In the last couple of decades, the world of fashion has begun to move at an astonishing speed. Trends, once seasonal, now change almost day to day as the internet has revolutionised how quickly we are exposed to new styles and celebrity culture. With constant access to whatever new innovations the fashion trailblazers are wearing, there has never been more pressure for people to keep up – for both the consumer and the manufacturer. But what is fast fashion, and how can we reduce its impact?
What is Fast Fashion?
Environmentally conscious brand ranking website Good On You defines fast fashion as ‘cheap, trendy clothing, that samples ideas from the catwalk or celebrity culture and turns them into garments in high street stores at breakneck speed to meet consumer demand‘. New trends are mass produced, flung out into the market as quickly as possible. They’re cheap, and often low quality due to the demand for a quick turnover. We buy and wear them, enticed by the low cost – and then in a few days’ time, the world of fast fashion has left us behind. The style is already ‘outdated’ and the next big thing has come along.
A Fashion Disaster
This is going to hurt, especially my little sister (who’s a Primark junkie), but we have to accept it: fast fashion is an environmental disaster. Online shopping has surged due to Covid-19, and our addiction to fast fashion is now worse than ever.
Sustainable fashion designer Stella McCartney states, ‘Did you know that the equivalent of one garbage truck of textiles is burned or landfilled every second? And right now, less than 1% of material used to produce clothing is recycled into new clothing, meaning 99% of all textiles and fashion are waste… that’s about 100 billion dollars worth of materials wasted each year. It’s crazy!’
The sheer numbers are indeed worrying. Greenpeace estimates that polyester production is responsible for the yearly use of nearly 70 million barrels of oil. All this oil, just for clothes?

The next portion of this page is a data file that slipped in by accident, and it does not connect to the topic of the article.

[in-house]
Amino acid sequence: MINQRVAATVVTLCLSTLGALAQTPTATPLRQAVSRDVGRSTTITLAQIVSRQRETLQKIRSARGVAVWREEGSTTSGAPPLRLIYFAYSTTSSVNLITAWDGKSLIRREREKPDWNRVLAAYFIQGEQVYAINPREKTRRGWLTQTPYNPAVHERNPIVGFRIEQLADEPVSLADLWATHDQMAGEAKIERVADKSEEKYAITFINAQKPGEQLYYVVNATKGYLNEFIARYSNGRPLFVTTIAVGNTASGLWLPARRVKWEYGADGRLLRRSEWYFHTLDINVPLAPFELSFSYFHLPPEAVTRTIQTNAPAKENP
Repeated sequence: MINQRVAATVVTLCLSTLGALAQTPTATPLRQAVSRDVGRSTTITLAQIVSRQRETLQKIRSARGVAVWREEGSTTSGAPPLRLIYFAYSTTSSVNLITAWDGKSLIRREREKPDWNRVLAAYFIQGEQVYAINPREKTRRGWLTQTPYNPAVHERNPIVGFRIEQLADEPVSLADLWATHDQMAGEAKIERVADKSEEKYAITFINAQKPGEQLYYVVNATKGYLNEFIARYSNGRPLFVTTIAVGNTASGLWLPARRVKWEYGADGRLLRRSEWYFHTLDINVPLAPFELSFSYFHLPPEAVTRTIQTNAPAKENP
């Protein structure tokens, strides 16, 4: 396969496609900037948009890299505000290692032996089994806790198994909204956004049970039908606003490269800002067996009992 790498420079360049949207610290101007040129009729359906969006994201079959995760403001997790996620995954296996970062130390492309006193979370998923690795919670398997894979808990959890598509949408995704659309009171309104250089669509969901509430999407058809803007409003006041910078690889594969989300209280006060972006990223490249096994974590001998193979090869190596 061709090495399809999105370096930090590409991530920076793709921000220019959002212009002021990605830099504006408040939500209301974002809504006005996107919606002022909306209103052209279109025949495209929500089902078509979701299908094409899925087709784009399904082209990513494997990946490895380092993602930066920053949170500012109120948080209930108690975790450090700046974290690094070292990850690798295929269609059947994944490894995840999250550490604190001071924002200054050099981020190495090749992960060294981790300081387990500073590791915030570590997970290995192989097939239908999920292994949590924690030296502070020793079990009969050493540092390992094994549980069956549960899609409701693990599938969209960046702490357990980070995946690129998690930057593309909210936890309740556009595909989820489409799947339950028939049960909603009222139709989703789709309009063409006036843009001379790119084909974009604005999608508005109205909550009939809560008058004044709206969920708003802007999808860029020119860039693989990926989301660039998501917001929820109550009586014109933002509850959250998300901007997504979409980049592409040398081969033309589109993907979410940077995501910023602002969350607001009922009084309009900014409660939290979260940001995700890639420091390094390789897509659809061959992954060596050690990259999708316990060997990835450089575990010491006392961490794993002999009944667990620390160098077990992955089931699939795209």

More concerning still is the human cost. A disturbing example is the 2013 Rana Plaza collapse, where 1000 sweatshop workers died, and a further 2500 were injured. Rana Plaza was just one example from a vast industry which will do anything to maximise production and meet demand. All these lives risked, all this labour and energy expended – to end up as waste in a pile, to be buried or burned?
This isn’t the fault of individuals who just want to stay warm and look good. It’s down to our economic system that values profit over people and planet.
Green Town St Helens Started With a Simple, Impactful Clothes Swapping Event!
While many people do take advantage of charity shops and recycle their unwanted used clothing, a significant amount still gets dumped in landfill every year. At Green Town St Helens, we’ve been raising awareness of this.
Clothes swapping is simple concept where people exchange the clothes that they don’t use with clothes that they would love to use. Clothes swapping has become really popular in recent years. Some of its popularity comes from the fact that it is an eco-friendly practice. This is just one of the benefits of clothes swapping, though. There are lots more: it’s cost effective, it helps the environment, and you can optimise your wardrobe!
I’ve run a clothes swap event twice now to great success, at Mill Street Barracks and Momo’s Coffee Shop. These were both sell-out events with an incredible amount of interest. As an added bonus it made people consider the growing problem of fast fashion and its impact on the environment. I was so proud of the outcome that I plan to run another event, hopefully with a bigger venue and more people.
Keep An Eye Out…
You can find out about our next clothes swap events on Facebook and Instagram – we’ve collectively saved half a tonne of clothing going to landfill in our town! Thank you to everyone who has taken part in previous events for your wonderful contributions. You really have helped to make a difference to people and the planet!